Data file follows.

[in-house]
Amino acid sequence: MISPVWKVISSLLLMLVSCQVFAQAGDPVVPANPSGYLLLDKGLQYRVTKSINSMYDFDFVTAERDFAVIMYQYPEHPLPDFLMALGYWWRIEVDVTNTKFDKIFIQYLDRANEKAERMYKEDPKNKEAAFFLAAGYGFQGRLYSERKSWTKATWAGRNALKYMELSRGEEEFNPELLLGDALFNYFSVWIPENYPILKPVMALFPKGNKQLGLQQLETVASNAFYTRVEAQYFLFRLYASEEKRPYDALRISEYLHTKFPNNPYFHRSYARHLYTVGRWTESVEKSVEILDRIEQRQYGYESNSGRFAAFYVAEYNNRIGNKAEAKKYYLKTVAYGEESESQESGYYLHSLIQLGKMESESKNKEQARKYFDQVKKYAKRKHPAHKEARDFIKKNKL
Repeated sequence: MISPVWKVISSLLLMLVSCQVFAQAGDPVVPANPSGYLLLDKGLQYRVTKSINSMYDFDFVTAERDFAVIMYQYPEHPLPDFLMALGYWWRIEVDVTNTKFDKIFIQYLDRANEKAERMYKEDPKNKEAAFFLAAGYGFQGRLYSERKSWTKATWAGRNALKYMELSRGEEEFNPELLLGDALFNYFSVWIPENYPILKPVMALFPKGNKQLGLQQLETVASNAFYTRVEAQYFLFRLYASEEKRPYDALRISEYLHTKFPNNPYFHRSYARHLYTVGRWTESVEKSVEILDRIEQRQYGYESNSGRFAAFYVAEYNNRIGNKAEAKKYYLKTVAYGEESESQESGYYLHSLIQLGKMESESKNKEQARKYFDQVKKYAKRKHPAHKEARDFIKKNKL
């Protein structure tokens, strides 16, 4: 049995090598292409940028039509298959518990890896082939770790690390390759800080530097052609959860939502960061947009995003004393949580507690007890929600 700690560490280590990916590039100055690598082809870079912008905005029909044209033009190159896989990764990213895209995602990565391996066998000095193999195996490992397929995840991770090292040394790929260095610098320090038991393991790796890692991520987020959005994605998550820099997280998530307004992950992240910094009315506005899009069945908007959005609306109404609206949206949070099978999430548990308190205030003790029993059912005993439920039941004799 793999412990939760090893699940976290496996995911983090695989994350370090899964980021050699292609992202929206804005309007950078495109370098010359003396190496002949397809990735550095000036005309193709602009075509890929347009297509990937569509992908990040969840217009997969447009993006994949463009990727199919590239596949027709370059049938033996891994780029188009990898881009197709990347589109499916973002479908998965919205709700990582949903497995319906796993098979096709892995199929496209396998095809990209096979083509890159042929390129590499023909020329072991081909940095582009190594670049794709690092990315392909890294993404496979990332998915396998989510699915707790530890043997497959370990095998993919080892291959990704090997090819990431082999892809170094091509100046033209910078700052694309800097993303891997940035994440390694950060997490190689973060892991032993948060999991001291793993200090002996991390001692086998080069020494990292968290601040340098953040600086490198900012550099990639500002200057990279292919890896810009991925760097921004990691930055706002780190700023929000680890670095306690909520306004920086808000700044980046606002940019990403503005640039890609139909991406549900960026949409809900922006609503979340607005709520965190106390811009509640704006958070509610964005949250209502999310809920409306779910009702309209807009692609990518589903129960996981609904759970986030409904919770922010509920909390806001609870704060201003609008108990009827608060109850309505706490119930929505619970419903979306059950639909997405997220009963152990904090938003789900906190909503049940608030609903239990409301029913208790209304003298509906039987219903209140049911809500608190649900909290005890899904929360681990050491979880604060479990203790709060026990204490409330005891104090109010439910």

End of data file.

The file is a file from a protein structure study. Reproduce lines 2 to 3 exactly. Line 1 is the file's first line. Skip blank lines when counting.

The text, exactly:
Amino acid sequence: MISPVWKVISSLLLMLVSCQVFAQAGDPVVPANPSGYLLLDKGLQYRVTKSINSMYDFDFVTAERDFAVIMYQYPEHPLPDFLMALGYWWRIEVDVTNTKFDKIFIQYLDRANEKAERMYKEDPKNKEAAFFLAAGYGFQGRLYSERKSWTKATWAGRNALKYMELSRGEEEFNPELLLGDALFNYFSVWIPENYPILKPVMALFPKGNKQLGLQQLETVASNAFYTRVEAQYFLFRLYASEEKRPYDALRISEYLHTKFPNNPYFHRSYARHLYTVGRWTESVEKSVEILDRIEQRQYGYESNSGRFAAFYVAEYNNRIGNKAEAKKYYLKTVAYGEESESQESGYYLHSLIQLGKMESESKNKEQARKYFDQVKKYAKRKHPAHKEARDFIKKNKL
Repeated sequence: MISPVWKVISSLLLMLVSCQVFAQAGDPVVPANPSGYLLLDKGLQYRVTKSINSMYDFDFVTAERDFAVIMYQYPEHPLPDFLMALGYWWRIEVDVTNTKFDKIFIQYLDRANEKAERMYKEDPKNKEAAFFLAAGYGFQGRLYSERKSWTKATWAGRNALKYMELSRGEEEFNPELLLGDALFNYFSVWIPENYPILKPVMALFPKGNKQLGLQQLETVASNAFYTRVEAQYFLFRLYASEEKRPYDALRISEYLHTKFPNNPYFHRSYARHLYTVGRWTESVEKSVEILDRIEQRQYGYESNSGRFAAFYVAEYNNRIGNKAEAKKYYLKTVAYGEESESQESGYYLHSLIQLGKMESESKNKEQARKYFDQVKKYAKRKHPAHKEARDFIKKNKL